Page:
It does not take a historian to note how malnourished and jagged the late 1960s were in American society, or to point out the cataclysm that was the destruction of a nation whose identity had for centuries been predicated on turning the other cheek and smoothing over tension with a facade of nationalist fervor and small-town boot-strap pulling. Things erupted in the late ’60s, the nation fell apart, and film went with it, using that dislocation and terror to create a new breed of films that felt bruised and alienated and hurting from that social apprehension down to their very bones.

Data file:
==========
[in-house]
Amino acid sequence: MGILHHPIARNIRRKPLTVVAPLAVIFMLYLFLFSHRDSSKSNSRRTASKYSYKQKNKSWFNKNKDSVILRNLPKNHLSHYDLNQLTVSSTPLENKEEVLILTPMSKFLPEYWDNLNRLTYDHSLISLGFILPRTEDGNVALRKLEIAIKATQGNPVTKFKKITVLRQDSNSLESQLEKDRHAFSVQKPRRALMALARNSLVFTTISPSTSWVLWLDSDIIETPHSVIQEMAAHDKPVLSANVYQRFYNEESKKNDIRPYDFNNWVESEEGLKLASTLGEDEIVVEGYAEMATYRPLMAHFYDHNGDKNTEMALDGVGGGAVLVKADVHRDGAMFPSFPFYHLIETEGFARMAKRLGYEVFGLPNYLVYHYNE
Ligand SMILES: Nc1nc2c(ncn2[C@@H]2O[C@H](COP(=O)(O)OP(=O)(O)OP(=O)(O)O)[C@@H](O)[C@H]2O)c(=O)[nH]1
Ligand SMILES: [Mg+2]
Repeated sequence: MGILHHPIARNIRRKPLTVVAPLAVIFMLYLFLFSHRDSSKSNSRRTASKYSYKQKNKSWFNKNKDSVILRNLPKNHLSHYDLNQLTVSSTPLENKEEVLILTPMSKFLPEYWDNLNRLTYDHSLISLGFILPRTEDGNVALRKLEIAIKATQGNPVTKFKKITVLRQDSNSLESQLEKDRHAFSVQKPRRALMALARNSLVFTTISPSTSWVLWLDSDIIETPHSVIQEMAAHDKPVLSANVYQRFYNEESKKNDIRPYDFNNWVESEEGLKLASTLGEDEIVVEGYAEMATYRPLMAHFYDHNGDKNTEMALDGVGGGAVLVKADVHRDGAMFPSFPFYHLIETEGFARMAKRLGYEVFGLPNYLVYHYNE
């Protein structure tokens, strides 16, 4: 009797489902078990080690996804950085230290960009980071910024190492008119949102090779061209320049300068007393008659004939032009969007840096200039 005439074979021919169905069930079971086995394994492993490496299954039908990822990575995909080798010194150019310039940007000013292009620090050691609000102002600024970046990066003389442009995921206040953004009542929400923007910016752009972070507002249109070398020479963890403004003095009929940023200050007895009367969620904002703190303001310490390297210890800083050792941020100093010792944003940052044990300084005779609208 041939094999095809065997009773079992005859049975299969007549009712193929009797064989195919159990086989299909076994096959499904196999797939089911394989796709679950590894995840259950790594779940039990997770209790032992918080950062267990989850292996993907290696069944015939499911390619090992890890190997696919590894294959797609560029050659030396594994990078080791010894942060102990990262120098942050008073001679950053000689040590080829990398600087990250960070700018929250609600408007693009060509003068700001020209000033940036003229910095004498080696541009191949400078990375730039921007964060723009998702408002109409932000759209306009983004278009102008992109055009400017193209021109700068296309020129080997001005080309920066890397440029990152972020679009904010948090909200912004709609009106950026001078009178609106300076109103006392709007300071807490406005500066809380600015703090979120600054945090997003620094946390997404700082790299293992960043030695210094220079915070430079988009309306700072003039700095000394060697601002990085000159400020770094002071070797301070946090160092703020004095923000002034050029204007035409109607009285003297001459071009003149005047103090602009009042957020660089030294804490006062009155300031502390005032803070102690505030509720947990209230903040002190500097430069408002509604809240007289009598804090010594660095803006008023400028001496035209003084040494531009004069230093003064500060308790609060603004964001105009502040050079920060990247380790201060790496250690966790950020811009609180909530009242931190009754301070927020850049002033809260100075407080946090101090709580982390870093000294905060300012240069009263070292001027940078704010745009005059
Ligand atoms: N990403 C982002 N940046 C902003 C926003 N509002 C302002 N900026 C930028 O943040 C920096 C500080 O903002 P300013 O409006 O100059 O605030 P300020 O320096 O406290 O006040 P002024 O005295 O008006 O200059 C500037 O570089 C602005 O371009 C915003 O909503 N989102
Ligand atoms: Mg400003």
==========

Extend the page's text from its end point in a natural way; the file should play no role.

Many of these films filtered their newly-fractured Americana through the Western genre, a decision that was both fruitful and important. The Western, after all, had been the focal point of American traditionalism in the film world, calling for machismo and the glory of yore and above all centering the all-important idea of the individual so central to American culture. Over the years, the genre became a push-pull battleground for American exceptionalism and social critique that resulted in some fascinatingly confused, torn-to-pieces works of Western moralism like John Ford’s The Searchers, eventually giving way to a corpus of revisionist works like Bonnie and Clyde, The Wild Bunch, and McCabe and Mrs. Miller at the crux of the New Hollywood American New Wave. These works took the Western to task in bold, brash, even brutal new ways and refused to give in to the genre’s hifalutin dreams of a supposed “simpler life”.